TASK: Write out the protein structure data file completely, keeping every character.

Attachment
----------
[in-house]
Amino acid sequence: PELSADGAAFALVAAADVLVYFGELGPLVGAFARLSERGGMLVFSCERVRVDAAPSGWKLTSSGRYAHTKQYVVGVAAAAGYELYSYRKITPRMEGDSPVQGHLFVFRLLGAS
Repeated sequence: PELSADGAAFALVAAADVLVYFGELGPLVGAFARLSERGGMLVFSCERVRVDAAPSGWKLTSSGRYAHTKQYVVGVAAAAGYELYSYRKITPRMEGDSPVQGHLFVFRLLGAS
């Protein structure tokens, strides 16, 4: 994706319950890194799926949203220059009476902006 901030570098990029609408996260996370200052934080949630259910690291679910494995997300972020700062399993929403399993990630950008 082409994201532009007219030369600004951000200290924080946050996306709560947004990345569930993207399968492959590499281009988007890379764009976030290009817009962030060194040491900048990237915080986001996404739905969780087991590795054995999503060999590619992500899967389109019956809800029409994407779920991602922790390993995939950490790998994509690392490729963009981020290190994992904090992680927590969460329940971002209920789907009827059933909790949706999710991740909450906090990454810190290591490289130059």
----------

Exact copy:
[in-house]
Amino acid sequence: PELSADGAAFALVAAADVLVYFGELGPLVGAFARLSERGGMLVFSCERVRVDAAPSGWKLTSSGRYAHTKQYVVGVAAAAGYELYSYRKITPRMEGDSPVQGHLFVFRLLGAS
Repeated sequence: PELSADGAAFALVAAADVLVYFGELGPLVGAFARLSERGGMLVFSCERVRVDAAPSGWKLTSSGRYAHTKQYVVGVAAAAGYELYSYRKITPRMEGDSPVQGHLFVFRLLGAS
């Protein structure tokens, strides 16, 4: 994706319950890194799926949203220059009476902006 901030570098990029609408996260996370200052934080949630259910690291679910494995997300972020700062399993929403399993990630950008 082409994201532009007219030369600004951000200290924080946050996306709560947004990345569930993207399968492959590499281009988007890379764009976030290009817009962030060194040491900048990237915080986001996404739905969780087991590795054995999503060999590619992500899967389109019956809800029409994407779920991602922790390993995939950490790998994509690392490729963009981020290190994992904090992680927590969460329940971002209920789907009827059933909790949706999710991740909450906090990454810190290591490289130059």